Government and Emergency Services must prioritize the most critical needs, so that’s when your emergency kit will really make the difference for you and your household. At minimum, experts advise packing everything you’ll need to survive for at least three days. Ensure you’re prepared with an emergency kit in an accessible location in your home, car, or workplace.
In light of the COVID-19 pandemic, Prepared BC's Guide has additional pandemic-specific recommendations for your emergency kit to help ensure you don’t need to leave your house should social distancing and instructions to #StayHome be set in place, or in the event that you become sick and have to self-isolate.
Either put your own kit together from scratch (use the Emergency Management BC (EMBC) list for what to put in it), or buy a ready-made kit to customize.
Be sure to choose a 72-hour kit with enough supplies for everyone in your household and consider how easy it is to carry with you if you need to evacuate. You might divide supplies into several packs so everyone can help shoulder the load.
Beyond the items in a standard emergency kit, add items from Prepared BC's pandemic preparedness list, and take additional measures, which include:
- Refilling your prescriptions early on to avoid having to visit a busy pharmacy or should social distancing and staying home be set in place.
- Gradually build your food storage with “non-perishable” food items such as dried pasta and sauce, prepared canned soups and canned vegetables or beans. Also include household and personal essentials, such as toilet paper, feminine products and pet food.
- Health Canada also recommends having extra stores of bleach and store-bought cleaners and disinfectants for your home, along with alcohol-based hand sanitizer, disposable gloves and cloths.
BCAA Members save 20% online on emergency kits and supplies for home and personal use at our Rewards Partner, F.A.S.T. (First Aid & Survival Technologies Limited). Learn more at www.bcaa.com/emergencykit.
Standard emergency kits come with survival basics but think beyond that and add some personal touches and comfort items. What’s important to you? What small items could make your life easier and lift your spirits during challenging times?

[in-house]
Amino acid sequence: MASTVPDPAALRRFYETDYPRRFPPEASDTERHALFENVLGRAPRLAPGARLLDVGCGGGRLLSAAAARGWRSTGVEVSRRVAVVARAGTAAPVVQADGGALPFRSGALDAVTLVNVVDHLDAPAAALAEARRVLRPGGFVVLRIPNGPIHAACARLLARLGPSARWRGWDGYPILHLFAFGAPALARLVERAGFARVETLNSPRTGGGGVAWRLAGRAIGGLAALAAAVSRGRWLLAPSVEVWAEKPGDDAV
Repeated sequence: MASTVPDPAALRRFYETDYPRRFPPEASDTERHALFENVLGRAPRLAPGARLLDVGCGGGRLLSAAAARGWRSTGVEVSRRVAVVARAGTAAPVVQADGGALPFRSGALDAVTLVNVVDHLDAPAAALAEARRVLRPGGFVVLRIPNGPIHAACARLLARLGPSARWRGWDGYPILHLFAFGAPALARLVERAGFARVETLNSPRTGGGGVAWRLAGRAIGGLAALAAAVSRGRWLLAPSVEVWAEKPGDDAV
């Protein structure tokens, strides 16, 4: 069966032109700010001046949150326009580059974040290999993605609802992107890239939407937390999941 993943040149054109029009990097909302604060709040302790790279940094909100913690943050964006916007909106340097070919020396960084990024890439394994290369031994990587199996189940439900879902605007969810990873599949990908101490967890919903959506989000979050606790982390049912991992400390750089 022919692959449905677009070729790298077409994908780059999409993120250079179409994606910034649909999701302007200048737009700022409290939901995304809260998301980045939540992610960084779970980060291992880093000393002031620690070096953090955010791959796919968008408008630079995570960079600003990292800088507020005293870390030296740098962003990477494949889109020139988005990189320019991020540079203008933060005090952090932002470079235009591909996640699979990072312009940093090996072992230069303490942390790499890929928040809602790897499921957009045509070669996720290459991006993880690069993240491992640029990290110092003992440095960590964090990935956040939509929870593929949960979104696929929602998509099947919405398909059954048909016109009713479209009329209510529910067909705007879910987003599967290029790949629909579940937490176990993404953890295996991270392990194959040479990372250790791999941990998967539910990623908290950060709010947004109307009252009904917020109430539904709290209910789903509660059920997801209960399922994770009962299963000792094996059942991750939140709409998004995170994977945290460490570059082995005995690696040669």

Extras to consider:
- Cash – small notes
- Equipment for any family members with disabilities
- Extra clothes and shoes
- Rain/snow gear
- Baby supplies like diapers and wipes
- Comfort items for children like stuffies or blankets
- Pet food (learn more about how to prepare for your pets from EMBC)
- Bar of soap and some toothbrushes
- Candy or other treats with a long shelf life
- A pack of cards or other activities
- It’s tempting to add all the things you enjoy at home, but keep in mind that you may need to carry these kits, so keep the weight manageable.
Store your kits somewhere easy to reach. Have one in your home (near an exit is a good location), and one in your car. You could also keep one at work.
Ensure everyone in your household knows where the kits are, and which ones they’re responsible for.
Emergency supplies don’t last forever. Every year make sure to check expiry dates and refresh water, food items and batteries.
Health Canada does not recommend stockpiling these items all at once. Gradually build up your storage of non-perishable food, cleaners and other household essentials by adding a few extra items to your grocery cart each time you shop. This will help ensure expiry dates for items are staggered and avoids adding pressure on the supply chain in your community.